Junk becomes music: Artist makes instruments out of waste

Junk becomes music: Artist makes instruments out of waste

It rattles and sounds from a former vacancy in downtown Würzburg: the Mozart Festival’s pop-up store in Plattnerstrae, around the corner from Kiliansdom, is being played by a very special artist this week. Tobias Schirmer, actually a jazz drummer, makes percussion instruments out of thrown things.

pot lids, brake disc, saw blade

An object does not remain in its original function: it takes the mallet from the bell and the aluminum sheet becomes a viola string. “I myself would call it sound art, but also music. Now I’m a musician myself and I can’t expect everyone to see it that way,” says Shimmer of his art. Pot lids, brake discs, saw blades: They make different sounds depending on which instrument the musician plays on the drums. Metal on metal is very sharp – stone on felt is pleasantly dull.

cycling with music

This can be called upcycling in music. The sustainable principle of recycling waste products is becoming more and more popular: old bicycle tires are turned into waterproof backpacks, and surfboards are turned into earrings and necklaces. “For me, sustainable thinking and acting has always been an area in my personal life. Now I’m slowly realizing that it’s so important to me that I want to do more with it,” Schirmer says. “Perhaps it shows a pleasant way to deal with what already exists – without wasting resources.” Plastic, he says, “is a silly material compared to metal and wood—even from an artistic standpoint.”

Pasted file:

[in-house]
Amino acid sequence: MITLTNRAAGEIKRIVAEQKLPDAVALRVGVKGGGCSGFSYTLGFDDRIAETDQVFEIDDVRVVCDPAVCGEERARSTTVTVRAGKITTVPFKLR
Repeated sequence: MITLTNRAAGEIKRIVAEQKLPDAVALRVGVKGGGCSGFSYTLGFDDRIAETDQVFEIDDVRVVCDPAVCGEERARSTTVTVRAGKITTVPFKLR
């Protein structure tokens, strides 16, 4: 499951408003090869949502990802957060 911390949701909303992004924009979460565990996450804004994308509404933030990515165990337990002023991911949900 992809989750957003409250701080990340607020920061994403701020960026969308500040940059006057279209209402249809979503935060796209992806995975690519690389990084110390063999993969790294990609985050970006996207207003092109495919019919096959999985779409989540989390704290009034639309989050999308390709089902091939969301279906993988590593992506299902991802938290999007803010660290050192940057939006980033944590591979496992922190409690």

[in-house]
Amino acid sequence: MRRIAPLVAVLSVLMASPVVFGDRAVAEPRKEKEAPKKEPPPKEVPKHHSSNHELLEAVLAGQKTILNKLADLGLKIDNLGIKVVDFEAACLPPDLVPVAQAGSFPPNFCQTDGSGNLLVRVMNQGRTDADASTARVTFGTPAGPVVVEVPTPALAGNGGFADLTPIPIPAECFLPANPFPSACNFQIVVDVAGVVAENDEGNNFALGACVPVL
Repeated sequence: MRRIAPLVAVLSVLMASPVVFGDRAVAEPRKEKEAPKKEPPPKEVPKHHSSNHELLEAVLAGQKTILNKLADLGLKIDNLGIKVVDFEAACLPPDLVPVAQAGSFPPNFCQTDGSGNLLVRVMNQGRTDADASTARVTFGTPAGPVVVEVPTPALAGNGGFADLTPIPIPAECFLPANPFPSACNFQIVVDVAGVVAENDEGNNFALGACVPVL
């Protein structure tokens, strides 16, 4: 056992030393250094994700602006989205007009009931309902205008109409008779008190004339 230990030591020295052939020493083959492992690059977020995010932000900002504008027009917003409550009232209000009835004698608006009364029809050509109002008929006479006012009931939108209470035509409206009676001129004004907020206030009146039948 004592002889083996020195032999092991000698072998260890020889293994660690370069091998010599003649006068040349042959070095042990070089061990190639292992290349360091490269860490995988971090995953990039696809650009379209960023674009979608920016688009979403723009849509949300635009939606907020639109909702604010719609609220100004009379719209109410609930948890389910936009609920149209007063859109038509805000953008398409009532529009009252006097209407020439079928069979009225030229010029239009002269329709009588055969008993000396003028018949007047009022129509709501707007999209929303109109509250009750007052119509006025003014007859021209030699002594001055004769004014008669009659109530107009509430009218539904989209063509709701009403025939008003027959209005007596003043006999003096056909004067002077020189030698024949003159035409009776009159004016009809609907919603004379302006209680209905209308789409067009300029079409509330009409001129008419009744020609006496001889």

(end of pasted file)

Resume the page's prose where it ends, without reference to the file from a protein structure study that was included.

sounds are made alive in the moment

Shimmer is accepting scrap donations in pop-up stores starting Monday. At a concert on Thursday evening, the sound artist demonstrates that cycling with musical instruments also works. But are there scores to their way of making music? “I let myself be guided by enthusiasm and the moment. I look: where can I go, what can I develop? It all happens live.”

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Concert Goers Are Thrilled

Experimental and spontaneous: Audiences like a different kind of concert. “I’m amazed at how diverse sounds can be made out of materials. We used to build instruments with kids out of garbage, cardboard boxes, cans, etc.” Marcus says for example, Id. And Charlotte Sanger is happy to finally hear live music again. “It was so exciting, to take myself away from the noise, to wonder where the sounds came from.”

room for mozart

The first is a one-of-a-kind pop-up store as part of the Mozart Festival: as with “M Pop-up – Room for Mozart”, a temporary room for Mozart was set up in an inner-city shop, the artist. The experiment and open access to rehearsals and concerts and rounds of discussion creates a space for encounter, discovery and exchange. The room was opened in late May on Mozart’s Day.

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